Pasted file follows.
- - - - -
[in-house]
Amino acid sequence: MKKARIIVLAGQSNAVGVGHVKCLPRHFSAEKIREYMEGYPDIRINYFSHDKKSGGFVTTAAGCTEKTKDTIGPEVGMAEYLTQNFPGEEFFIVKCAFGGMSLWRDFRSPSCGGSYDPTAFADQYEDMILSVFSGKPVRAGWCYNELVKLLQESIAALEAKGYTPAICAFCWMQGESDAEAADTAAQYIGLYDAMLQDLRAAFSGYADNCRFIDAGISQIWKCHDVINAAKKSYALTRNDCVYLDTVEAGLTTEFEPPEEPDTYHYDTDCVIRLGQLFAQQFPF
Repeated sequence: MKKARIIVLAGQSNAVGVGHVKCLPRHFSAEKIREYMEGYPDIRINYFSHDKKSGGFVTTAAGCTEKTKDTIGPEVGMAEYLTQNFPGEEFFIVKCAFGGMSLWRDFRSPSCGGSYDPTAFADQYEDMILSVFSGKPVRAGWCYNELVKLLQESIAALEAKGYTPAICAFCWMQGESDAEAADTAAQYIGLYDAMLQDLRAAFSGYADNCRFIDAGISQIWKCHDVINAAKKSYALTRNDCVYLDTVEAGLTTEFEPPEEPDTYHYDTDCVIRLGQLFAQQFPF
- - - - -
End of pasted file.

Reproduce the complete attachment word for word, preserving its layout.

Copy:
[in-house]
Amino acid sequence: MKKARIIVLAGQSNAVGVGHVKCLPRHFSAEKIREYMEGYPDIRINYFSHDKKSGGFVTTAAGCTEKTKDTIGPEVGMAEYLTQNFPGEEFFIVKCAFGGMSLWRDFRSPSCGGSYDPTAFADQYEDMILSVFSGKPVRAGWCYNELVKLLQESIAALEAKGYTPAICAFCWMQGESDAEAADTAAQYIGLYDAMLQDLRAAFSGYADNCRFIDAGISQIWKCHDVINAAKKSYALTRNDCVYLDTVEAGLTTEFEPPEEPDTYHYDTDCVIRLGQLFAQQFPF
Repeated sequence: MKKARIIVLAGQSNAVGVGHVKCLPRHFSAEKIREYMEGYPDIRINYFSHDKKSGGFVTTAAGCTEKTKDTIGPEVGMAEYLTQNFPGEEFFIVKCAFGGMSLWRDFRSPSCGGSYDPTAFADQYEDMILSVFSGKPVRAGWCYNELVKLLQESIAALEAKGYTPAICAFCWMQGESDAEAADTAAQYIGLYDAMLQDLRAAFSGYADNCRFIDAGISQIWKCHDVINAAKKSYALTRNDCVYLDTVEAGLTTEFEPPEEPDTYHYDTDCVIRLGQLFAQQFPF